I’m frequently asked whether tax debt owed to Uncle Sam could be discharged (wiped out) in a bankruptcy Chapter 7 proceeding. The answer is yes. However, Tax debt must to fall under the following narrow rules of 11 U.S.C. §523(a)(1) and 11 U.S.C. §507(a)(8).
The 3 Year Rule: The tax return must have been last due and filed, including extensions, 3 years before the filing of the bankruptcy case. There are various issues that could extend this 3 year period, including prior bankruptcies, collection due process hearings, and filed tax return extensions.
The 2 Year Rule: The return must have been filed 2 years before the filing of the bankruptcy case.
The 240 Days Rule: The IRS must have assessed the tax debt at least 240 days before the bankruptcy case is filed. There are various issues that could extend the 240 day rule, including prior bankruptcies, and offers to compromise the tax debt.
Fraud: The tax debt cannot have been incurred by fraudulent means, including tax evasion or by filing a fraudulent tax return.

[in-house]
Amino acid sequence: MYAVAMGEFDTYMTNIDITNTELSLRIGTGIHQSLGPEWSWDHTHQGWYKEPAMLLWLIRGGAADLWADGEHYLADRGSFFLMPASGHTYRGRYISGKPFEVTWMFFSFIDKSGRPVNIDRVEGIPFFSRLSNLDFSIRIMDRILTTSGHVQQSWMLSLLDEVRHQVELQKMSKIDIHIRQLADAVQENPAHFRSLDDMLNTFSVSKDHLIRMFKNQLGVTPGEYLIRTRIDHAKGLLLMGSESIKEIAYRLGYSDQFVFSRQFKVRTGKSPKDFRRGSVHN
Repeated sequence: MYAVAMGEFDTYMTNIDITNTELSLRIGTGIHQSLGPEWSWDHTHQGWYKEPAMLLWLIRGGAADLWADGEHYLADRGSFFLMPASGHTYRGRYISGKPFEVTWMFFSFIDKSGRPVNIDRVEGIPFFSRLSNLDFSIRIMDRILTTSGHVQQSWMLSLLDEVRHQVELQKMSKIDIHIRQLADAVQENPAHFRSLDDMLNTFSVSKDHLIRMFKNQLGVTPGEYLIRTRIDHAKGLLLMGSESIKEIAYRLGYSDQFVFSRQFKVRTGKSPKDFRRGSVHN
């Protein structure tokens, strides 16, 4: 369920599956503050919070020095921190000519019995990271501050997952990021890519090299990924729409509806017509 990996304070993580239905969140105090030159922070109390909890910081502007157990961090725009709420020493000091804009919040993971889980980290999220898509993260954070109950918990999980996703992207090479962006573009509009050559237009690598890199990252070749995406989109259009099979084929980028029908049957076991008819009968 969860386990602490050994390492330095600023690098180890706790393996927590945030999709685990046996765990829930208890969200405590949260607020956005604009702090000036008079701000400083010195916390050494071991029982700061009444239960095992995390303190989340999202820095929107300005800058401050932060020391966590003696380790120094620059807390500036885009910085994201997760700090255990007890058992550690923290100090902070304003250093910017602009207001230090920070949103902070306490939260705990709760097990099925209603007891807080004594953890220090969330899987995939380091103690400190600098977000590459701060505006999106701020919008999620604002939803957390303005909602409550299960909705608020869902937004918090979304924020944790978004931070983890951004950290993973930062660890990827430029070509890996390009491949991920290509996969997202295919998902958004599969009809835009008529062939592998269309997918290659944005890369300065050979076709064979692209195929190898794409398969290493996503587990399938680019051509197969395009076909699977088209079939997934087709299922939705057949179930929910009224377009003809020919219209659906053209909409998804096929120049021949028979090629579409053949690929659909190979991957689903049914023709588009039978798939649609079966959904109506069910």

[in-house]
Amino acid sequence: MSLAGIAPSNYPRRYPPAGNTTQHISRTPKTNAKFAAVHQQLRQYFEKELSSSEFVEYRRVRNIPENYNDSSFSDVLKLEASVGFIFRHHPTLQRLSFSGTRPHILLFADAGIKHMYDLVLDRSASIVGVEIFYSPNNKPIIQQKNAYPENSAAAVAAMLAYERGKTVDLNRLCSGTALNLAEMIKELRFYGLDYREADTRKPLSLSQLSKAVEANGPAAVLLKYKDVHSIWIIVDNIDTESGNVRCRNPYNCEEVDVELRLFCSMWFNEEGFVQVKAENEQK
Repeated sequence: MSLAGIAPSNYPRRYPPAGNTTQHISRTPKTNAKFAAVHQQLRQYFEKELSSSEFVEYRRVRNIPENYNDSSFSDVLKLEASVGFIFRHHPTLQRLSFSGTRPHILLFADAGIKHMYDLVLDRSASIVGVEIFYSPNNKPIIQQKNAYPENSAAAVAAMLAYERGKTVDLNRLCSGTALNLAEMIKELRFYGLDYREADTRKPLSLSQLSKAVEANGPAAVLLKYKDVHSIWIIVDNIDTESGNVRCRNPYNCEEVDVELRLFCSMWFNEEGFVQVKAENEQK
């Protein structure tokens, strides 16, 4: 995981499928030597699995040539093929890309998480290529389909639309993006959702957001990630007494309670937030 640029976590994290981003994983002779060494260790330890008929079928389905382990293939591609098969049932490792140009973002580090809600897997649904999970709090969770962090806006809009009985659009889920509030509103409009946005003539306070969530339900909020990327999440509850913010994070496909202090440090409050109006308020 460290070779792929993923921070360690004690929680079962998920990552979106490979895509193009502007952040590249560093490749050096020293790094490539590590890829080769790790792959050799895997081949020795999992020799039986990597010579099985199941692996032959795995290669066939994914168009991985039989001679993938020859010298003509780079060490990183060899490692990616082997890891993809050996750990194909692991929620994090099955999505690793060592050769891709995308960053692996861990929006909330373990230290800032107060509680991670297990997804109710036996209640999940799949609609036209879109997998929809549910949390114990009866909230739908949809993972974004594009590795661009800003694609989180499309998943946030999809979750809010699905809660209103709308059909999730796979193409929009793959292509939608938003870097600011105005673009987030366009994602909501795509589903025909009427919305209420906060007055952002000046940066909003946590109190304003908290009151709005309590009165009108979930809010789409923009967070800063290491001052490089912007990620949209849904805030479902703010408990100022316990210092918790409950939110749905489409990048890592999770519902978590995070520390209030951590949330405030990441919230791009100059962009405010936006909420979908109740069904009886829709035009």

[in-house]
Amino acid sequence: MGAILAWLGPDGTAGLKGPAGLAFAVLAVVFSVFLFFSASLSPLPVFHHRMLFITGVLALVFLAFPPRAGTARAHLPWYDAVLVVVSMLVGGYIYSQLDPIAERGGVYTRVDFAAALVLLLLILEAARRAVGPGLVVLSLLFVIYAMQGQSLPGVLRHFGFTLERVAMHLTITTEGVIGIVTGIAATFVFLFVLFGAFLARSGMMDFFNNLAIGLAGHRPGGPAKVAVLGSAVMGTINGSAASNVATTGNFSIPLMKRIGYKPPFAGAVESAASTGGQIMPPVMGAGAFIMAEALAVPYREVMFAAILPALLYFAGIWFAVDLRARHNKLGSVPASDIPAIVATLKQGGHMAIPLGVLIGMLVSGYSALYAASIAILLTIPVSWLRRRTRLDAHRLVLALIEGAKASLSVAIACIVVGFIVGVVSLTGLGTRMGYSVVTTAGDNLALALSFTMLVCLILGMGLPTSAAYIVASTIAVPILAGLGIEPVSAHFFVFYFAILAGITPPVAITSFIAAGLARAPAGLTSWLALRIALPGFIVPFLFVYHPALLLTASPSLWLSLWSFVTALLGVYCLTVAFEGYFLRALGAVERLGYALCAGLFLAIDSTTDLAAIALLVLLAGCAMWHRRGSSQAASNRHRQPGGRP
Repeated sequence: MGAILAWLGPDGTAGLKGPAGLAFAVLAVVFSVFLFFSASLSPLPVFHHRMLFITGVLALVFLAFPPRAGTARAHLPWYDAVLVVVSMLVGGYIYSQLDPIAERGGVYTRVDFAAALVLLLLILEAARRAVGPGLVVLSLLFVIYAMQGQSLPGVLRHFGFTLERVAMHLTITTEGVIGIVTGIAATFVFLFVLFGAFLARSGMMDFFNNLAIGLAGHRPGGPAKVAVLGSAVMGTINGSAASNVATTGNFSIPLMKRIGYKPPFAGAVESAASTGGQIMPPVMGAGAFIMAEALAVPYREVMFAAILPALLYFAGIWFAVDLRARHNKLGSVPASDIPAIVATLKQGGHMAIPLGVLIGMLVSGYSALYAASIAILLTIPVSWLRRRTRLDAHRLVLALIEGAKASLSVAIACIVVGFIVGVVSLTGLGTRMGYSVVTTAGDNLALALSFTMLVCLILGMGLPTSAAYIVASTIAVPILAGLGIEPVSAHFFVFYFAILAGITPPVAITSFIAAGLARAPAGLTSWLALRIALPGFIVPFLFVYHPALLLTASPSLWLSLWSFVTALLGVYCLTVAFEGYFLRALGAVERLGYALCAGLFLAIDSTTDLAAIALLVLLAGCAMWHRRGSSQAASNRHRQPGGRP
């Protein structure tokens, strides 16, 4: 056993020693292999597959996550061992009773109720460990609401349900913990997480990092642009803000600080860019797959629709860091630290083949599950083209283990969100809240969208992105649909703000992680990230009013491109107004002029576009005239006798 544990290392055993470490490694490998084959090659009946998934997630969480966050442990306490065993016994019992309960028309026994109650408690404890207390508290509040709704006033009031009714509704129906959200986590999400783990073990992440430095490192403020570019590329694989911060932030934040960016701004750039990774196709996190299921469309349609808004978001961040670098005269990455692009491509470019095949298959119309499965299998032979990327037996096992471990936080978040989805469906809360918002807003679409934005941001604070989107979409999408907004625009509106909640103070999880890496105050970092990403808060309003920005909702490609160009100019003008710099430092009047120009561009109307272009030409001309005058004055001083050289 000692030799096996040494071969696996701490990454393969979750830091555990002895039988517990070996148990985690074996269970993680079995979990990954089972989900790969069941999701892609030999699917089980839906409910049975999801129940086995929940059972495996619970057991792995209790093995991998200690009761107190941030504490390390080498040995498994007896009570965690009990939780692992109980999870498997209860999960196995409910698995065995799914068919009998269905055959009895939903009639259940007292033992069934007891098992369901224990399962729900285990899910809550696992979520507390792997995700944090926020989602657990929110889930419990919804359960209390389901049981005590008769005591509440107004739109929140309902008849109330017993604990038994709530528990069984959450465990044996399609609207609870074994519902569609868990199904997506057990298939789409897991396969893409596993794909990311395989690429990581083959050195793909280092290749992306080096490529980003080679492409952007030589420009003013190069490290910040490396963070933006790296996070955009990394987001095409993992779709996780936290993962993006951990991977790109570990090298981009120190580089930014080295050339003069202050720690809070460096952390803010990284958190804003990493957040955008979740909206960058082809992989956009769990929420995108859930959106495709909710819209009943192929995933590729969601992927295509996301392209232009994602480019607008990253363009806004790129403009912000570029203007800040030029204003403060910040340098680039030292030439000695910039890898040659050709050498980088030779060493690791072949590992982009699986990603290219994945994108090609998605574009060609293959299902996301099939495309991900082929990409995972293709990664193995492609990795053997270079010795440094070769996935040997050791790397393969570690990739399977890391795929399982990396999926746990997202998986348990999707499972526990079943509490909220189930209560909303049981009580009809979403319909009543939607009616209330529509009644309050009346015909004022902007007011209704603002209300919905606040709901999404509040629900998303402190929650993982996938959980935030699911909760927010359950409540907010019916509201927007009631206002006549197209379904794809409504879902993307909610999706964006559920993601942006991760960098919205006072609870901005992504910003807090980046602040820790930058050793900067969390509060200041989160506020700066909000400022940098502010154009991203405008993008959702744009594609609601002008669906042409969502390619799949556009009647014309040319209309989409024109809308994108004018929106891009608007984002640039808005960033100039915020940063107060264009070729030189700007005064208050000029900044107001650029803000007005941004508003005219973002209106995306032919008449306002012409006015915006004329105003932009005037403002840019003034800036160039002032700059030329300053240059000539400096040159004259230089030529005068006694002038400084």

Income Tax: The tax debt must derive from income tax assessment.
Interest and penalties: If the tax debt is dischargeable so is the interest, and a penalty has to be older than 3 years old to be discharged.
Tax debt that cannot be discharged in bankruptcy: There are various tax debts that cannot be discharged in a bankruptcy proceeding, including tax liens that have been recorded prior to the bankruptcy case, and unpaid withholding taxes, such as Social Security and FICA.
The first step in determining if your tax debt could be discharged in a bankruptcy proceeding is to request a tax transcript from the IRS. The tax transcript will inform you, among other things, of assessment dates and filing dates. You can obtain your transcript here
Obtain a Bankruptcy Consultation from an experienced lawyer before you file a Chapter 7 Bankruptcy. A bankruptcy attorney could help you file for bankruptcy and protect your assets.
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